Anne Seymour, Duchess of Somerset
|Duchess of Somerset|
|Died||16 April 1587|
Hanworth Palace, Middlesex
|Buried||Westminster Abbey, London|
|Spouse(s)||Edward Seymour, 1st Duke of Somerset|
Edward Seymour, 1st Earl of Hertford
Anne Dudley, Countess of Warwick
Lady Jane Seymour
Lord Henry Seymour
|Father||Sir Edward Stanhope|
Anne Seymour, Duchess of Somerset (née Stanhope; Before 1512 – 16 April 1587) was the second wife of Edward Seymour, 1st Duke of Somerset (c. 1500–1552), who held the office of lord protector during the first part of the reign of their nephew King Edward VI. The Duchess was briefly the most powerful woman in England. During her husband's regency she unsuccessfully claimed precedence over the queen dowager, Catherine Parr.
Anne Stanhope was likely born in 1510, the only child of Sir Edward Stanhope (1462 – 6 June 1511) by his wife Elizabeth Bourchier (b. before 1473, d. 1557), a daughter of Fulk Bourchier, 10th Baron FitzWarin (1445–1479). By her father's first marriage to Adelina Clifton she had two half-brothers, Richard Stanhope (died 1529) and Sir Michael Stanhope. After the death of Sir Edward Stanhope in 1511, his widow, Elizabeth, married Sir Richard Page of Beechwood, Hertfordshire.
Her paternal grandparents were Thomas Stanhope, esquire, of Shelford and Margaret (or Mary) Jerningham, and her maternal grandparents were Fulke Bourchier, 2nd Baron Fitzwaryn and Elizabeth Dynham. Through her mother, Anne was a descendant of Thomas of Woodstock, the youngest son of King Edward III of England and Philippa of Hainault.
Anne's snobbery and pride were considered to be intolerable, yet she was highly intelligent and determined. Antonio de Guaras, a Spanish merchant living in London, would later say of her, that she was "more presumptuous than Lucifer".
Anne Stanhope married Sir Edward Seymour sometime before 9 March 1535. Seymour's first marriage, to Catherine Fillol, had possibly been annulled, but his first wife was probably dead by then. Edward Seymour was the eldest brother of Jane Seymour, the third wife of Henry VIII. Shortly after the king's marriage to Jane in June 1536, Edward Seymour was elevated to the peerage as Viscount Beauchamp. In October 1537, after the birth of his royal nephew Edward, he was created Earl of Hertford. In 1547, he became a duke, so Anne became the Duchess of Somerset.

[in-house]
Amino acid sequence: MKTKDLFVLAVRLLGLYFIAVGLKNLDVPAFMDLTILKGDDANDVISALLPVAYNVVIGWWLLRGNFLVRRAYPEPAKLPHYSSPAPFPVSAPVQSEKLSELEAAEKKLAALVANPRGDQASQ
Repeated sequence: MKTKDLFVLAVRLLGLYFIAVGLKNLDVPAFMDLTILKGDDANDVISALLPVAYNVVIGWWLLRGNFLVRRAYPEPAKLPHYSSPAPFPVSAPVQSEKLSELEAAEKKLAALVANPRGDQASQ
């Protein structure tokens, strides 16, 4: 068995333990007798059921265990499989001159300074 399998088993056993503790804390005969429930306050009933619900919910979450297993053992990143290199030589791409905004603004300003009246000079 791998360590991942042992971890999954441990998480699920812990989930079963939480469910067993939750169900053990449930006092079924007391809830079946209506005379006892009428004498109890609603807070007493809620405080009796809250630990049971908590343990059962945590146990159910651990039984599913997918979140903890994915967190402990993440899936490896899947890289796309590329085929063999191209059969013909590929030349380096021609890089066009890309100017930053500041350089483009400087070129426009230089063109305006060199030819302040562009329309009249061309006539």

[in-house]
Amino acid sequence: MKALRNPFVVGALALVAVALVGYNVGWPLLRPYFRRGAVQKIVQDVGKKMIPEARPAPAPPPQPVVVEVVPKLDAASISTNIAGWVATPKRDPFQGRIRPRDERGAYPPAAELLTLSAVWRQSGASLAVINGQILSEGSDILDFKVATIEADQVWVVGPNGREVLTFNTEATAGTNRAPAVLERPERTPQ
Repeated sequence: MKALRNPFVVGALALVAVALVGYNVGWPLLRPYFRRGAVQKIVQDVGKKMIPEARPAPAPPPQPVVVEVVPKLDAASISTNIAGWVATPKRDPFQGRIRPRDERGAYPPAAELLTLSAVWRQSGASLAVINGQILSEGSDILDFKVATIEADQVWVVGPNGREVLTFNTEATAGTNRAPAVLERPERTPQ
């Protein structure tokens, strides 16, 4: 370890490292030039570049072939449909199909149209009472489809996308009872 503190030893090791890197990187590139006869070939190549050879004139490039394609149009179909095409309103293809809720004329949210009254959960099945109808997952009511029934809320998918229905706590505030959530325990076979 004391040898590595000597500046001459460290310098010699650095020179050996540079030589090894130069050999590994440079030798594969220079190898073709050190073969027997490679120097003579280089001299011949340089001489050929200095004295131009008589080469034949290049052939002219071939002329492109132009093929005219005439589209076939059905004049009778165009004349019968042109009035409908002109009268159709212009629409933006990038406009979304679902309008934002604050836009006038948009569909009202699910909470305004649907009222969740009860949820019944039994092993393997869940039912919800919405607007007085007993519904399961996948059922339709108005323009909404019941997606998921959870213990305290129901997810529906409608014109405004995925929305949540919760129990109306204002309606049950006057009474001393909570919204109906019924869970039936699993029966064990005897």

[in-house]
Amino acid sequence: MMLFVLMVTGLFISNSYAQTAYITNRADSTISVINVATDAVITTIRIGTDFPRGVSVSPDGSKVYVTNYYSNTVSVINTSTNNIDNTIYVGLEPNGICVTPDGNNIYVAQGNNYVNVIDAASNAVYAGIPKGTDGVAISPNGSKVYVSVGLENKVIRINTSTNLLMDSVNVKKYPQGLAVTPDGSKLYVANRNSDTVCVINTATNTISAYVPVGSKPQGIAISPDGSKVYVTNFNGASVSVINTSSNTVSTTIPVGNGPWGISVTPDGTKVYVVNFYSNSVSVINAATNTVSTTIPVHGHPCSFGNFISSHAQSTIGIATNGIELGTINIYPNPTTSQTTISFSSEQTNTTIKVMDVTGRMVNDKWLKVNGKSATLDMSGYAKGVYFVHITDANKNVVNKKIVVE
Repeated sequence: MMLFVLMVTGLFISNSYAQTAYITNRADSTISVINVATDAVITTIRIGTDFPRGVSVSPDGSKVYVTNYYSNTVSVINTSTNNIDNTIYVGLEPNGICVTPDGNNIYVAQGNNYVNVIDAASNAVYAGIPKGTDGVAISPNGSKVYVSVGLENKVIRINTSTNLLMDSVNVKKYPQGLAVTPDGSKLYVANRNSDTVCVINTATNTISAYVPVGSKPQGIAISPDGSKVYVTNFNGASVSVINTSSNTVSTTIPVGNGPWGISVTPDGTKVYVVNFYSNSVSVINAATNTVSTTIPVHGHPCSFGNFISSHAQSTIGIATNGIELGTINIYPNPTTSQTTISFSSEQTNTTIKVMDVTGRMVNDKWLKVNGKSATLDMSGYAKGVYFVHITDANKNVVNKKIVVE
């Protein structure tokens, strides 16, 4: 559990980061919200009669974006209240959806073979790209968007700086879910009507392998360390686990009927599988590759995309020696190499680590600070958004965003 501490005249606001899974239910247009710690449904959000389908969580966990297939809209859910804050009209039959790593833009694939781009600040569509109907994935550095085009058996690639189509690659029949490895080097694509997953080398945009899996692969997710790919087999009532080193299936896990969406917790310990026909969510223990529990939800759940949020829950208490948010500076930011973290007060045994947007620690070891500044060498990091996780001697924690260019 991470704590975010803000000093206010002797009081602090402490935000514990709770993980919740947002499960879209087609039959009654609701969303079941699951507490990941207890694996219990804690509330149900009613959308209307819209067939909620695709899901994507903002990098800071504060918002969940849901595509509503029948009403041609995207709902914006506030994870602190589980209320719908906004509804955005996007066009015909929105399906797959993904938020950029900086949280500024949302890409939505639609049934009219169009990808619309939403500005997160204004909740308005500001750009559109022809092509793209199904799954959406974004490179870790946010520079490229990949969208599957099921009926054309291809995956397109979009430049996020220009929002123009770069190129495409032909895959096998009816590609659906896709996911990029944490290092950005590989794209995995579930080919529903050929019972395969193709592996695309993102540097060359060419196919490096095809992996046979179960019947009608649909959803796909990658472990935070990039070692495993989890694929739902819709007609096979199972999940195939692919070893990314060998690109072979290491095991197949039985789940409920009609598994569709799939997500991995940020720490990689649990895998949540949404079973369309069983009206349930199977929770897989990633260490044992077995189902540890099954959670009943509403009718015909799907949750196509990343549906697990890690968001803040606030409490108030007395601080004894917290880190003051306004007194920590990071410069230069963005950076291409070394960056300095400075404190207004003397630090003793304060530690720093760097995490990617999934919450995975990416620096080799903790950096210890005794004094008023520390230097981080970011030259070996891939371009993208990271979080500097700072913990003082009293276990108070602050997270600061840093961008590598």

Anne had ten children by Edward Seymour:
- Edward Seymour, Viscount Beauchamp of Hache (12 October 1537 – 1539)
- Edward Seymour, 1st Earl of Hertford (second creation of that title) (22 May 1539 – 1621), married firstly in November 1560, Lady Catherine Grey, by whom he had two sons; he married secondly in 1582, Frances Howard; and thirdly in 1601, Frances Prannell (born Lady Frances Howard), widow of Henry Prannell.
- Lord Henry Seymour (1540–?) married Lady Joan Percy, daughter of Thomas Percy, 7th Earl of Northumberland
- Lady Anne Seymour (1538–1588), married firstly John Dudley, 2nd Earl of Warwick; she married secondly Sir Edward Unton, MP, by whom she had issue.
- Lady Margaret Seymour (1540 – ?) noted Elizabethan author
- Lady Jane Seymour (1541–1561) Maid of Honour to Queen Elizabeth I, noted Elizabethan author
- Lady Catherine Seymour (1548–1625)
- Lord Edward Seymour (1548–1574), unmarried and without issue
- Lady Mary Seymour (born 1552) married three times (Andrew Rogers, of Bryanstone, Dorset; Sir Henry Peyton, General Francis Cosbie)
- Lady Elizabeth Seymour (1552 – 3 June 1602), married Sir Richard Knightley, of Northamptonshire
Life in the royal court
Anne Seymour was present at the wedding ceremony of Henry VIII and Catherine Parr on 12 July 1543. After Henry VIII's death, her husband acted as king in all but name. With this power, the Duchess of Somerset considered herself the first lady of the realm, claiming precedence over Henry VIII's widow, following the latter's marriage to the Duke of Somerset's brother, Thomas Seymour.